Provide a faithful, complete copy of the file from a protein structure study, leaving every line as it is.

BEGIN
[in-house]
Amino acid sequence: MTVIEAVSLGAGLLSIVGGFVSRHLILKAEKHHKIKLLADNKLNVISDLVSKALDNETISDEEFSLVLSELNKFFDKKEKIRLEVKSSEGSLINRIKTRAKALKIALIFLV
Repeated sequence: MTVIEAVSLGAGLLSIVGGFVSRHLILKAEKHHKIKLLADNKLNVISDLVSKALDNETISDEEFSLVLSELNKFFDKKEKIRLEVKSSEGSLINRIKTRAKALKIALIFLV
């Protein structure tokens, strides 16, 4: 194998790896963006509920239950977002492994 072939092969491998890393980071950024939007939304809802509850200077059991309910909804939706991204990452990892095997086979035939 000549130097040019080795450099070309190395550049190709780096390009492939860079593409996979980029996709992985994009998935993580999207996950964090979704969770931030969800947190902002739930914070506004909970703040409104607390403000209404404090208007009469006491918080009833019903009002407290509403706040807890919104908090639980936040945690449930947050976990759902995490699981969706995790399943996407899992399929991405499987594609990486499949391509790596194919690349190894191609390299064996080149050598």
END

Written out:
[in-house]
Amino acid sequence: MTVIEAVSLGAGLLSIVGGFVSRHLILKAEKHHKIKLLADNKLNVISDLVSKALDNETISDEEFSLVLSELNKFFDKKEKIRLEVKSSEGSLINRIKTRAKALKIALIFLV
Repeated sequence: MTVIEAVSLGAGLLSIVGGFVSRHLILKAEKHHKIKLLADNKLNVISDLVSKALDNETISDEEFSLVLSELNKFFDKKEKIRLEVKSSEGSLINRIKTRAKALKIALIFLV
């Protein structure tokens, strides 16, 4: 194998790896963006509920239950977002492994 072939092969491998890393980071950024939007939304809802509850200077059991309910909804939706991204990452990892095997086979035939 000549130097040019080795450099070309190395550049190709780096390009492939860079593409996979980029996709992985994009998935993580999207996950964090979704969770931030969800947190902002739930914070506004909970703040409104607390403000209404404090208007009469006491918080009833019903009002407290509403706040807890919104908090639980936040945690449930947050976990759902995490699981969706995790399943996407899992399929991405499987594609990486499949391509790596194919690349190894191609390299064996080149050598």